The manuscript was part of the archive kept in the bishop’s palace before being transferred (with other archives) to Wren Hall in the 1950s, and then deposited in 1980 with other diocesan records first in the Wiltshire Record Office, Trowbridge, and subsequently in the Wiltshire and Swindon Archive, Chippenham, call number D/1/1. On the face of it, however, this appears to be a manuscript more appropriate to the dean or dean and chapter rather than to the bishop, in whose archive it has been kept.

Frere divided the manuscript into eight sections. In simplified form, the main contents can be summarised as:

  1. The Old Customary [OCO]
  2. Charters, beginning with Carta Osmundi
  3. Visitation of prebends by the dean, William de Wanda (1220-26)
  4. Grants etc confirmed by the dean and chapter
  5. Charters etc
  6. The new constitution (1214) and further charters etc
  7. Narrative related to the building of the second cathedral, and removal from Old Sarum in two separate sections (1218-20, pp. 119-124; and 1225-30, pp. 133-166)
  8. Inventory of the first cathedral (1214), followed by copies of letters

The latest dated document is 1295.

The complete register was edited by W. H. Rich Jones in two volumes (Rolls Series, 78, 1883-84). It is a compilation of documents dated from 1091 to 1295, and mostly copied in the first half of the thirteenth century.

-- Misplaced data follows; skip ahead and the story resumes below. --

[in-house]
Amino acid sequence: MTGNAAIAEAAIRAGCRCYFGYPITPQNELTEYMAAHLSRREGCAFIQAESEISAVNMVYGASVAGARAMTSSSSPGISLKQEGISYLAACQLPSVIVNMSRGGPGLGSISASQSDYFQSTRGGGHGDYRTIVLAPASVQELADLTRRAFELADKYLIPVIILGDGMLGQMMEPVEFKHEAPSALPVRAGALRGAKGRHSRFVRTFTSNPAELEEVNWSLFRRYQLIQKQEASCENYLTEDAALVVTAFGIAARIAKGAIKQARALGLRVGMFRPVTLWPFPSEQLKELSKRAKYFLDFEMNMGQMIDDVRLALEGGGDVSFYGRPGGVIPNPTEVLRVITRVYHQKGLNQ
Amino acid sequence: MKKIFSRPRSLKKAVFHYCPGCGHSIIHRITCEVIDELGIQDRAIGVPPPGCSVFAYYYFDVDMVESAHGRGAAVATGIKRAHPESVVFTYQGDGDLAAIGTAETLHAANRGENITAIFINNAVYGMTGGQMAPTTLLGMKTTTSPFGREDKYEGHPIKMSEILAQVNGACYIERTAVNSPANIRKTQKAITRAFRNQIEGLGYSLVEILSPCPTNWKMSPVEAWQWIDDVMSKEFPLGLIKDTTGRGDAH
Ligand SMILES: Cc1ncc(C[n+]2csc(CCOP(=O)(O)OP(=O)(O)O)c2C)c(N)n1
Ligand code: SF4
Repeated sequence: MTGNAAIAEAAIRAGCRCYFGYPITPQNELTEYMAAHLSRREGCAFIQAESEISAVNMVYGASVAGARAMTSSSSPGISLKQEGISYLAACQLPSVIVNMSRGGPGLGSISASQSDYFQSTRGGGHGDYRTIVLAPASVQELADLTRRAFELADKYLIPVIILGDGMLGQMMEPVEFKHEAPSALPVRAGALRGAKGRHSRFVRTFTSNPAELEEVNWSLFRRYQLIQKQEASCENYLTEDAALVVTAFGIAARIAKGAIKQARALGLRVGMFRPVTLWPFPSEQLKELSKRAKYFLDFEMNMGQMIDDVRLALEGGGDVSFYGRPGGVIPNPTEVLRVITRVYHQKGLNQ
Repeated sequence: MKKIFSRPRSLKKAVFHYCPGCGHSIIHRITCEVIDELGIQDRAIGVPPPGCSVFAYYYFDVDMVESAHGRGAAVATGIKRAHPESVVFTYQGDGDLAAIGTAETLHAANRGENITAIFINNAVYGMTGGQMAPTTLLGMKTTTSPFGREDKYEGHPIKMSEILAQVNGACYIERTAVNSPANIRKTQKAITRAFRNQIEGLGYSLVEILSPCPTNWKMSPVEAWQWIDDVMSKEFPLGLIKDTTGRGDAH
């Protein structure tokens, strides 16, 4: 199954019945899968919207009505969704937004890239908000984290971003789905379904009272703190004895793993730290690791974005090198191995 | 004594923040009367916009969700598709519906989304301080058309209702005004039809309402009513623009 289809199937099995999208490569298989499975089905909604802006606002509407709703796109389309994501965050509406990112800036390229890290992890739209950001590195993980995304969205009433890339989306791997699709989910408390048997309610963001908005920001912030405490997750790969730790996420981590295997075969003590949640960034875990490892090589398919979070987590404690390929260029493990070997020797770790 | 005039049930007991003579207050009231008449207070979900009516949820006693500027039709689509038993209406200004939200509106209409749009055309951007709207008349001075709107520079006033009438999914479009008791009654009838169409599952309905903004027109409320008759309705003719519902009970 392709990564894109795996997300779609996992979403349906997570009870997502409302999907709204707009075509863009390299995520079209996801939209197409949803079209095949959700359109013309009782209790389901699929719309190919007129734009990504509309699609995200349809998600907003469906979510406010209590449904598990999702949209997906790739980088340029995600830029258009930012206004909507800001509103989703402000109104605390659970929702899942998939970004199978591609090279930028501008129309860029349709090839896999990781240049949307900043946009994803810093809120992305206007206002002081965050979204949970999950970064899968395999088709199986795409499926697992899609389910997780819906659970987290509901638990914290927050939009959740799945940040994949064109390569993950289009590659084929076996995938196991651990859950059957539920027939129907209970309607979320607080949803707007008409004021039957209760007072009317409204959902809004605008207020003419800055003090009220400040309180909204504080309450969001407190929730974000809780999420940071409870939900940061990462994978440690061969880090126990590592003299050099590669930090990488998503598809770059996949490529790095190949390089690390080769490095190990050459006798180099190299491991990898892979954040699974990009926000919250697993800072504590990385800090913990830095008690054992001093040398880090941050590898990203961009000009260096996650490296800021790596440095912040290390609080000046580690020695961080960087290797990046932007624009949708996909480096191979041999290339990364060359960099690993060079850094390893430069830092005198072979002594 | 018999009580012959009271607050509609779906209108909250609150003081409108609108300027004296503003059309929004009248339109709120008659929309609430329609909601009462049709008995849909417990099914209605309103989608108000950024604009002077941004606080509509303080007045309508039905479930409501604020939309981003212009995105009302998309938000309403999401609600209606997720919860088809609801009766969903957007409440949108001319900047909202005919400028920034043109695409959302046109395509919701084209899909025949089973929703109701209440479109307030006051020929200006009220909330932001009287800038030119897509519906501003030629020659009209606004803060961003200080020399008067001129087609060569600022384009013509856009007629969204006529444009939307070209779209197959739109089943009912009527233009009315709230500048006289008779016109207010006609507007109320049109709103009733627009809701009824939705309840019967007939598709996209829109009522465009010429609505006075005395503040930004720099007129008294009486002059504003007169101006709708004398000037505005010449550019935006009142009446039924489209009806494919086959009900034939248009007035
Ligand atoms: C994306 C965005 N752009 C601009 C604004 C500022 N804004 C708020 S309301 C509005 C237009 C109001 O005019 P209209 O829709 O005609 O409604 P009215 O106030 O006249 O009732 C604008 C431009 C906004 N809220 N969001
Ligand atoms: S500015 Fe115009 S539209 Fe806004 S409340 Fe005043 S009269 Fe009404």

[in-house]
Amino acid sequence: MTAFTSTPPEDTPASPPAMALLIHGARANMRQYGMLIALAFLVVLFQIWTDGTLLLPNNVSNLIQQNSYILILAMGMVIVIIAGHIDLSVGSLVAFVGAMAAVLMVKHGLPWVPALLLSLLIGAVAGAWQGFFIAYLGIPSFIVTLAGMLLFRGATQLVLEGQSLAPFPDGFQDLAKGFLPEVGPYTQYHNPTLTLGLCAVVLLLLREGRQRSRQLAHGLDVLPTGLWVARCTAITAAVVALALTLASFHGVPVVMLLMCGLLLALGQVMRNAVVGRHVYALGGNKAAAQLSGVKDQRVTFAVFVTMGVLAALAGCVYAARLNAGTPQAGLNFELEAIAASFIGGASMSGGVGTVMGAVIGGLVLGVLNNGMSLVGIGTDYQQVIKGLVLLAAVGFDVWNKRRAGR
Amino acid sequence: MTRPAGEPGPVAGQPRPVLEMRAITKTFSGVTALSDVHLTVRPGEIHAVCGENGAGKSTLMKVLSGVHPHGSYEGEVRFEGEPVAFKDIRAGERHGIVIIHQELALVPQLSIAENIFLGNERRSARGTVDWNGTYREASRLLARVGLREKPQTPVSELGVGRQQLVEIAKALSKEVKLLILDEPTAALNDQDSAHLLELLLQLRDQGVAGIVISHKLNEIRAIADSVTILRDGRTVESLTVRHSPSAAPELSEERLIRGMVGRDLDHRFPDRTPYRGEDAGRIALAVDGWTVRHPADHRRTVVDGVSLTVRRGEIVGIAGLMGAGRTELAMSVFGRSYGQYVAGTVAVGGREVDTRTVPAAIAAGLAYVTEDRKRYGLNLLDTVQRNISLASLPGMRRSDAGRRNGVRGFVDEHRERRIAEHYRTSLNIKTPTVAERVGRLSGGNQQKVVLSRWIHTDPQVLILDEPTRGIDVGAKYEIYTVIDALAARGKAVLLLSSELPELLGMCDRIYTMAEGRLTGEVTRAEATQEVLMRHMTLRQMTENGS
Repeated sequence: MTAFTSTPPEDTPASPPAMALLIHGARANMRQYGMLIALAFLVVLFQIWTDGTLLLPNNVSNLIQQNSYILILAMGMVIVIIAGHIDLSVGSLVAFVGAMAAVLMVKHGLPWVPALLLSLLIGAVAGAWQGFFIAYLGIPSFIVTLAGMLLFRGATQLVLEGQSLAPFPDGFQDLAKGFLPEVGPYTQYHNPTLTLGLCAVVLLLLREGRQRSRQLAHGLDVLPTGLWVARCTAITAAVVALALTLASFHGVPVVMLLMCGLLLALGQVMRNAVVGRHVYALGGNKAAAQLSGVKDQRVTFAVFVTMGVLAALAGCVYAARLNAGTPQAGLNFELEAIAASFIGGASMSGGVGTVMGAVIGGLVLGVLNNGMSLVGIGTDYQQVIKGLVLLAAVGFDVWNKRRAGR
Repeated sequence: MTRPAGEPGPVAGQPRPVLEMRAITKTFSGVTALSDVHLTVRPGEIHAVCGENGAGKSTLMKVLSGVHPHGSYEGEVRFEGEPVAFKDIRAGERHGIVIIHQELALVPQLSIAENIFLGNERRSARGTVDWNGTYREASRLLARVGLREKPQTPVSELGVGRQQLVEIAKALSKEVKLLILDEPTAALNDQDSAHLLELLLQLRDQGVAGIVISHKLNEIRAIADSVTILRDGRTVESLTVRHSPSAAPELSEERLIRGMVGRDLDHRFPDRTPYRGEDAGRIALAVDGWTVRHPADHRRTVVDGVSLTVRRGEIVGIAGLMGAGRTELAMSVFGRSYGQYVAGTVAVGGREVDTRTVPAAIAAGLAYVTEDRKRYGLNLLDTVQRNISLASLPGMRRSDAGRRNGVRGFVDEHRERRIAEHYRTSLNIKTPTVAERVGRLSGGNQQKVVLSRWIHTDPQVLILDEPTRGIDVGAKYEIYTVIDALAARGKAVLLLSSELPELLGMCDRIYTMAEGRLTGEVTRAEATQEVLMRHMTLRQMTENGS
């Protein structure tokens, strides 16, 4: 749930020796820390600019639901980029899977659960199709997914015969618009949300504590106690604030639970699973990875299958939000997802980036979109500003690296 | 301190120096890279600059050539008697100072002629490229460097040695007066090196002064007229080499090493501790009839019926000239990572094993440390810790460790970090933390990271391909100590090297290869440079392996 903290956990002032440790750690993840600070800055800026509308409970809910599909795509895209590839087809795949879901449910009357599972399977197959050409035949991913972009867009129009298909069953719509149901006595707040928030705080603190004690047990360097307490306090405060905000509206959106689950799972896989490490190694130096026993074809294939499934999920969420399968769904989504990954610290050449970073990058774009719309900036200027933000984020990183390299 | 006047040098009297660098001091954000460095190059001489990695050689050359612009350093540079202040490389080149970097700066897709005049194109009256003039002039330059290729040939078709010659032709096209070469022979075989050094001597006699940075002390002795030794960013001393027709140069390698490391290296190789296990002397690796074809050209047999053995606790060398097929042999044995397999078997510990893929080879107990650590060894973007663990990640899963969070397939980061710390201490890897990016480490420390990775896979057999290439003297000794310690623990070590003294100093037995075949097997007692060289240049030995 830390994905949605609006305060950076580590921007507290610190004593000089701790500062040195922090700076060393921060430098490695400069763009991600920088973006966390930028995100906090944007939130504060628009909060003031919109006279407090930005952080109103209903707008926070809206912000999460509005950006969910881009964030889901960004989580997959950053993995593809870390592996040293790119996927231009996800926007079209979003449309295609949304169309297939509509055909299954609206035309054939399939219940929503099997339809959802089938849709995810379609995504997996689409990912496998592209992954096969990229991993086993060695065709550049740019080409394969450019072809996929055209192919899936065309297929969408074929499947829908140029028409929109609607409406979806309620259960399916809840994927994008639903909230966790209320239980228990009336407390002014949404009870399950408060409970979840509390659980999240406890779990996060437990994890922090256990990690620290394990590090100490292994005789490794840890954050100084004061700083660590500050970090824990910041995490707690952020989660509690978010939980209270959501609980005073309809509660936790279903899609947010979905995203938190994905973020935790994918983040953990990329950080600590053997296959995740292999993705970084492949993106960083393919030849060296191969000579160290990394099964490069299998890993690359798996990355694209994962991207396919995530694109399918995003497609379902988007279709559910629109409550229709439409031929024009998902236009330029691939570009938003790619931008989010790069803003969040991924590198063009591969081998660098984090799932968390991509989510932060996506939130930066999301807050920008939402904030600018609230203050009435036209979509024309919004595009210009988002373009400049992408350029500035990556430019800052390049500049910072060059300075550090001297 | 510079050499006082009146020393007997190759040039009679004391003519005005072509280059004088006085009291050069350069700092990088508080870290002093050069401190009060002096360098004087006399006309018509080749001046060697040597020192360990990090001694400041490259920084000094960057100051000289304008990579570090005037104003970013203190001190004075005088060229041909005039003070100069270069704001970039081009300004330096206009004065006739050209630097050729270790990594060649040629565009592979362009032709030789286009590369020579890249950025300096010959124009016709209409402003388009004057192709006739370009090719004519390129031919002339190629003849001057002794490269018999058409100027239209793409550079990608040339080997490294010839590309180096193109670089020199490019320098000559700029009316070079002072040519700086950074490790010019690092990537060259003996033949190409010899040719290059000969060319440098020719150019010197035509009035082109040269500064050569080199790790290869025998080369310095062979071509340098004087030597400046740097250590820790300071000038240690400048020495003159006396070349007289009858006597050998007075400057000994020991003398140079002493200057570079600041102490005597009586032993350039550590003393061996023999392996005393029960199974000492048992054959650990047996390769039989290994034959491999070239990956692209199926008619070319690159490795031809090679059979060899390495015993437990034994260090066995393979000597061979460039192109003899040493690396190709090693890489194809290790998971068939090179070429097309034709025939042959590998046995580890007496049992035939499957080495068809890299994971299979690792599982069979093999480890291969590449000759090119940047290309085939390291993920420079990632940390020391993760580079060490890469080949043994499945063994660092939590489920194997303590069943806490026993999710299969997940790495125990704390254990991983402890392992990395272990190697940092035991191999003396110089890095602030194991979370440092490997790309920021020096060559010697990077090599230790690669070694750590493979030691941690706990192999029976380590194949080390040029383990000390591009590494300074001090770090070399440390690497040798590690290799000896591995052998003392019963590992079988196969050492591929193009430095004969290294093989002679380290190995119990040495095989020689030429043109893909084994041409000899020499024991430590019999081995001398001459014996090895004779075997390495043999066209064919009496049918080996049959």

The Old Customary, the first item in the manuscript, occupies the first 37 pages. These pages consist of three gatherings. The first and second gathering each consist of four leaves of parchment, which when folded in half each make eight folios. The third gathering required only two leaves, making four folios. This part of the manuscript therefore consists of twenty folios (40 pages), about one fifth of the whole compilation.

The last part of the Customary only used five of the eight pages in the third gathering, leaving three pages spare. Into these pages (pp. 38 to 40) were copied six other documents a little later, using a different page format. Before these pages were filled there would have been a gap before the next main item:  a copy of the cathedral’s foundation charter, as drawn up in 1091. This was copied at the beginning of the fourth gathering of the manuscript, page 41.

The Customary is written carefully in a very neat, formal hand. Each page is set out with a consistent text block with generous outer and lower margins, and ruled for 32, 33 or 34 lines. The text is written in black, but the heading of each section and its initial letter are written in red. Many of the red initial letters were never entered, suggesting that this was a copy intended for reference but never quite finished.

The document has no heading, but is described in the first sentence as ‘tractatus’, a work based on the institution of the founder, Bishop Osmund. Of all the versions of the Customary (new and old) it is the most systematic in its ordering.

Scholars have generally agreed that this copy of the Customary dates from the first quarter of the thirteenth century. Both Frere and  Diana Greenway suggest c. 1220 (i.e. a few years after its compilation). The date of copying is not necessarily the same as the date of compilation. What is quite unambiguous from the text of the Customary is that, in the form presented, it was intended for the first cathedral at Old Sarum after the addition of the south porch in the mid twelfth century It is impossible to say which sections might represent earlier ritual practice, but there are some signs that this text is based on an ealier version to which additions had been made.